Rhabdomyolysis in Young Adults
November 08, 2019 | 10:00 AM - 12:00 PM
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Rhabdomyolysis in Young Adults
- AKI: Epidemiology, Risk Factors, Prevention - II
November 08, 2019 | Location: Exhibit Hall, Walter E. Washington Convention Center
Abstract Time: 10:00 AM - 12:00 PM
Category: Acute Kidney Injury
- 101 AKI: Epidemiology, Risk Factors, and Prevention
- Khan, Asif, Staten Island University Hospital, Brooklyn, New York, United States
Rhabdomyolysis is a clinical entity that directly causes AKI and is associated with a subsequent increase in patient mortality. The primary means of diagnosis is made via clinical suspicion from patient history, clinician knowledge of risk factors, and laboratory testing such as the utilization of CK for diagnosis. However, patient risk factors are dependent upon age and if not adequately assessed can lead to a missed diagnosis. Furthermore, other serum markers can potentially be used to aid in prognosis.
Our study seeks to describe the risk factors for rhabdomyolysis in adults younger than 50 years. It explores etiology and demographic characteristics in relation to severity of illness, length of stay, and short-term outcomes. Finally, it indicates the accuracy of NLR as a prognostic tool.
A single-center retrospective cohort study was completed to evaluate patients admitted to hospital for primary diagnosis of rhabdomyolysis. NLR was calculated and compared to CK levels to determine association and assistance with diagnosis.
331 Rhabdomyolysis patients were included in the study. Data were stratified into 3 groups based on CK level (1500-5000, 5000-50000, >50000 IU/L). 34.83% of cases were due to illicit drugs with 80% attributed to Heroin and/or Cocaine use. Drug use was also the major etiology (28.1%) when CK level was 1500 - 50000 IU/L. The second leading cause of Rhabdomyolysis was exercise-induced (16.47%). Exercise was the major etiology (40%) in subjects with CK levels above 50,000 IU/L. Subjects with exercise-induced rhabdomyolysis had a median serum CK (8,840) more than twice the median for the entire group (4,012), but their median length of stay (2 days) was half the entire group’s median (4 days). On the other hand, there was a statistically significant positive correlation between the NLR (4.79, 5.61, and 10.19 respectively) and the length of stay (4.58, 6.59, 7.8 days respectively) (p= <0.001; Spearman correlation 0.22).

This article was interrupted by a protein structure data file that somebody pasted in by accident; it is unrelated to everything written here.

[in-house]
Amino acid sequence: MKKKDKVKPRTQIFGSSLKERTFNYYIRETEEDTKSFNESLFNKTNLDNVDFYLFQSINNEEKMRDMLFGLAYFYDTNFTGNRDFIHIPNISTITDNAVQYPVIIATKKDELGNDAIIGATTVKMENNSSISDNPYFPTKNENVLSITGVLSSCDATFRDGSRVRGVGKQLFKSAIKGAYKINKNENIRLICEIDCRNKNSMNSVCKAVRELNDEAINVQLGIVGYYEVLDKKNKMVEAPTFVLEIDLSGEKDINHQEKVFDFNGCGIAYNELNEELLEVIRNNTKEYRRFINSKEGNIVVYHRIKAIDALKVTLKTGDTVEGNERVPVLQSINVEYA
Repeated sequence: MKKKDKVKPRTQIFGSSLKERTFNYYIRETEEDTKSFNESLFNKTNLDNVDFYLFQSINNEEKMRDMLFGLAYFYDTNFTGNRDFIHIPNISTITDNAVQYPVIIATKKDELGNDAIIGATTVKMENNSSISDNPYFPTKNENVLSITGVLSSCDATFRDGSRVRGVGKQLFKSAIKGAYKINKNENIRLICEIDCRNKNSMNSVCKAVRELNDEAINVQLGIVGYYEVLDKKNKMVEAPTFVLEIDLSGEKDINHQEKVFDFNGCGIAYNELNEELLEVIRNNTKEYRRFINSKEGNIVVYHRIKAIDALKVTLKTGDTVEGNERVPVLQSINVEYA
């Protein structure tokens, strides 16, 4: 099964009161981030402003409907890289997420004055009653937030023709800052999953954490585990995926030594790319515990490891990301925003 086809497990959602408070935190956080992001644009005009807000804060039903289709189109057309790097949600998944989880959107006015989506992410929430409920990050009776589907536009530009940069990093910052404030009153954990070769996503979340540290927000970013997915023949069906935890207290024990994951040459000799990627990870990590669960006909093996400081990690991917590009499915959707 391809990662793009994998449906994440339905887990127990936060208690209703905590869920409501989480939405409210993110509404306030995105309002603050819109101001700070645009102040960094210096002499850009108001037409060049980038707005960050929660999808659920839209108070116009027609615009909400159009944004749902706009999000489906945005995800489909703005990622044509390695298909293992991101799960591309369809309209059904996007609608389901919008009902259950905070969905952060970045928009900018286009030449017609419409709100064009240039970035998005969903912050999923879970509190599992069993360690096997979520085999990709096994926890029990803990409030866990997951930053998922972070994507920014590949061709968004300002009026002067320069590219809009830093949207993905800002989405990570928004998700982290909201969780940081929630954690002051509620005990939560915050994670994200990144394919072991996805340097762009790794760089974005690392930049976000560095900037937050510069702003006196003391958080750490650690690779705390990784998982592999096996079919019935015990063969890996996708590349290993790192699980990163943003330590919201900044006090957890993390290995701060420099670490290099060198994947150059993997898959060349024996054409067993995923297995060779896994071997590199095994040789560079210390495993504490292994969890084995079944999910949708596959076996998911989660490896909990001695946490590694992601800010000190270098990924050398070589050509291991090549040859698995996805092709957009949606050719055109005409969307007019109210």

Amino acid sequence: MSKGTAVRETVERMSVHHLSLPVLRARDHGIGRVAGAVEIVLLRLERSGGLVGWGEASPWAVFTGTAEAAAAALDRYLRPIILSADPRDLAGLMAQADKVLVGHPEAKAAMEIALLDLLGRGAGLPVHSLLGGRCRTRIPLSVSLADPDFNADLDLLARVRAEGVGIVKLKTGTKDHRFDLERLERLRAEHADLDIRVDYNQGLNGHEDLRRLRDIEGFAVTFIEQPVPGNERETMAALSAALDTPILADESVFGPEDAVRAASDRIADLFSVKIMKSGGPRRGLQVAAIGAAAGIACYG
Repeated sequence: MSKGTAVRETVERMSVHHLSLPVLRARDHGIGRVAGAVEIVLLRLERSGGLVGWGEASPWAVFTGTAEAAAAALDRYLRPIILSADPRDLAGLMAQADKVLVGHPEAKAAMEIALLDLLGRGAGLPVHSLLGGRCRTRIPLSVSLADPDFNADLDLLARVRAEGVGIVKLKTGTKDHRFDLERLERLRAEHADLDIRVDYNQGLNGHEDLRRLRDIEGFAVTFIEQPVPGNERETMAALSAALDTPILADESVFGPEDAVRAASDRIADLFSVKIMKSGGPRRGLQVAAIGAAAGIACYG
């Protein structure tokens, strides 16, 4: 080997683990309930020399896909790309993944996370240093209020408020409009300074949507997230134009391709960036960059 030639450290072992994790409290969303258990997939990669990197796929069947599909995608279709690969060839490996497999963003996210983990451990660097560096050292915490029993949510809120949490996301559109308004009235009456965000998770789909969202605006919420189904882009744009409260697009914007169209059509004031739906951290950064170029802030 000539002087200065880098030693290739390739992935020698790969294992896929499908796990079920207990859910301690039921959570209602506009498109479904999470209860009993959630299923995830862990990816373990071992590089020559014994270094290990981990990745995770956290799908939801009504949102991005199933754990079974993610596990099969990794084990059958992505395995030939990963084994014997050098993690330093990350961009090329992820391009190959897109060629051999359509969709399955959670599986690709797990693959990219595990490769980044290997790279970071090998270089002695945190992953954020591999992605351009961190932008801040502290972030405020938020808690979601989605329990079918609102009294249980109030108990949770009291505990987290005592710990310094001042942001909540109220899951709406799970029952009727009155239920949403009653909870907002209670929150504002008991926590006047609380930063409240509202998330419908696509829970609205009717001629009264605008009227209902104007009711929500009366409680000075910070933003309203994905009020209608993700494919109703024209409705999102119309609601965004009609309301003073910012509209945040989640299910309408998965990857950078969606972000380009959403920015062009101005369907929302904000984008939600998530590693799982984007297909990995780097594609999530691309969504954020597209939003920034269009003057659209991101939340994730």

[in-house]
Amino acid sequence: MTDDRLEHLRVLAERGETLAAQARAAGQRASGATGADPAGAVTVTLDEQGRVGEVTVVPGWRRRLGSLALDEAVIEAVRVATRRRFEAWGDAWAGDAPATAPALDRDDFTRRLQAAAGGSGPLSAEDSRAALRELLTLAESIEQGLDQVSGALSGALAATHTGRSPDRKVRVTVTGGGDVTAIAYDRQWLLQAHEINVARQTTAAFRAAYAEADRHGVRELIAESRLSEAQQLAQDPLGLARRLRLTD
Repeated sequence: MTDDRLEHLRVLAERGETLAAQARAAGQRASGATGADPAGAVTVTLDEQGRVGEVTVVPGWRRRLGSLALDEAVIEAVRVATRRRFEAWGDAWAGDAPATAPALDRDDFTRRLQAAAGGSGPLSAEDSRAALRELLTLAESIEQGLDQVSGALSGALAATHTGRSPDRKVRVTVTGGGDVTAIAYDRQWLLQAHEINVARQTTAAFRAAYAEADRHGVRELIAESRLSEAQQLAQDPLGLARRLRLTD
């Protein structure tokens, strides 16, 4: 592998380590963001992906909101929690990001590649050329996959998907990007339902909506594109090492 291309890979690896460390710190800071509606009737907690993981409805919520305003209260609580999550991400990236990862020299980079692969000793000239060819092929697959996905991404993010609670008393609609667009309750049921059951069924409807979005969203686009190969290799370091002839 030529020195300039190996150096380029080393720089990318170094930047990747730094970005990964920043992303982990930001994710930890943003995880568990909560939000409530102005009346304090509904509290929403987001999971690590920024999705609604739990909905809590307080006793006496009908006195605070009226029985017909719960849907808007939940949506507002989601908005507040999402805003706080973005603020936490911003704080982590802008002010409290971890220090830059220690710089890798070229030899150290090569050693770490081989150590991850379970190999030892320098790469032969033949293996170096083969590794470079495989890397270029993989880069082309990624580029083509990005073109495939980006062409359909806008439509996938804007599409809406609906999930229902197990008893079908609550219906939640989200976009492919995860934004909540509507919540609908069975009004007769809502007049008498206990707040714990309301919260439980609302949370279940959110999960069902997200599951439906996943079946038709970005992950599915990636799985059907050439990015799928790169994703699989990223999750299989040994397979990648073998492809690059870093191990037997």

Illicit drug use was the major cause of rhabdomyolysis in adults < 50 years old. Exercise was the second leading cause of rhabdomyolysis with a higher median serum CK but lower than the median length of stay indicating that CK is not an accurate prognostic indicator. NLR has a positive correlation to serum CK and the total length of stay suggesting it is an important prognostic biomarker. Larger studies in different patient populations are warranted to validate findings.